The word “splice” connotes something almost foreign. First off, we don’t see it very often. And when we do, it’s usually in the context of a horror movie, or an English class. Same difference, right? Well, actually comma splices aren’t that tricky. They’re one of the most basic and frequent errors that a writer can make—and, fortunately for you, they’re one of the easiest to correct. The ACT gives you plenty of opportunities to do just that, and once you know how to spot them and what to do with them, comma splice questions will become almost second nature to you.
In the English language, and for the English section of the ACT, a comma splice is as follows: an instance of using a comma to link two independent clauses (which should instead be linked by a colon, semicolon, or conjunction).
Here’s an example: “He loves cooking, he's great at making curries.”
OK, so before we continue let’s be clear. Commas are more of an art than a science. Don’t get frustrated if the right answer doesn’t come to you immediately. Understanding comes with reading, practice, and patience.
Example: I play video games every night, I do so even when I have homework.
The problem? I play video games every night (bad)→ , ←(bad) I do so even when I have homework.
- The comma separates two independent clauses! (First in green, second in blue)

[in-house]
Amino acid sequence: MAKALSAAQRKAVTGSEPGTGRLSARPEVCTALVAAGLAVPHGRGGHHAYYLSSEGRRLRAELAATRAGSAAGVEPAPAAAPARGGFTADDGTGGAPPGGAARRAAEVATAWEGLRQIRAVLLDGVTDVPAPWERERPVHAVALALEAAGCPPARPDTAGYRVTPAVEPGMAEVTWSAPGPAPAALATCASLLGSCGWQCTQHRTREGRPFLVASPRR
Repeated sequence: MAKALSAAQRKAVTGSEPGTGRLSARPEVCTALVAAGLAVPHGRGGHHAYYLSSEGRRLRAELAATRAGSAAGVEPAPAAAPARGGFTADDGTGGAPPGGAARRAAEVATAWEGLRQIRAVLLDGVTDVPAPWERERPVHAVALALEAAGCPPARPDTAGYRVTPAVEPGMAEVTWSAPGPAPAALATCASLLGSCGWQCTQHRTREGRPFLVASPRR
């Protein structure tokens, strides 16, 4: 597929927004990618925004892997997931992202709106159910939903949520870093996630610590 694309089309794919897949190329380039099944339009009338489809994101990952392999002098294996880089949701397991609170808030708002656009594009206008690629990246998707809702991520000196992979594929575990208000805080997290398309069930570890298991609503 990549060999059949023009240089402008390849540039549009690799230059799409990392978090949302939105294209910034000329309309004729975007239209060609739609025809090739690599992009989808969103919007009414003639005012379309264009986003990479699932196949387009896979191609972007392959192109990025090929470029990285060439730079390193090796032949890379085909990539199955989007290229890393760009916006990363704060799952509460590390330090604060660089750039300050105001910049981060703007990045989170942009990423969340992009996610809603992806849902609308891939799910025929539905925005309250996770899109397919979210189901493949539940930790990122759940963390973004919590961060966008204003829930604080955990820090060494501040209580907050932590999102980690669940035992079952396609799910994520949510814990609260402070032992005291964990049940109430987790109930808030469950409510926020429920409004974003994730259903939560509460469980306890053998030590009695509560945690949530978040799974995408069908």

- Yes, they’re independent clauses! That means they could stand on their own.
- On a different note: sound it out
- Most people already have punctuation built into their speech. Think about it. Would you say the above sentence with just a brief pause in between the two clauses?
How do we fix it? (Corrections highlighted)
- Comma, conjunction: I play video games every night, and I do so even when I have homework.
3. Use a semicolon: I play video games every night; I do so even when I have homework.
- In your writing, you should use the semicolon sparingly, but should know about them for ACT English
4. Subordinate a clause: I play video games every night, even when I have homework.
- Check out the resources tab on our ACT tutoring service page for a comprehensive list of sites to get you started!
- General ACT English tests - from crackact.com
- ACT comma practice - from testprepreview.com
- Comma and general grammar rules - from magoosh.com
- General comma worksheet - from the Indiana University East writing center
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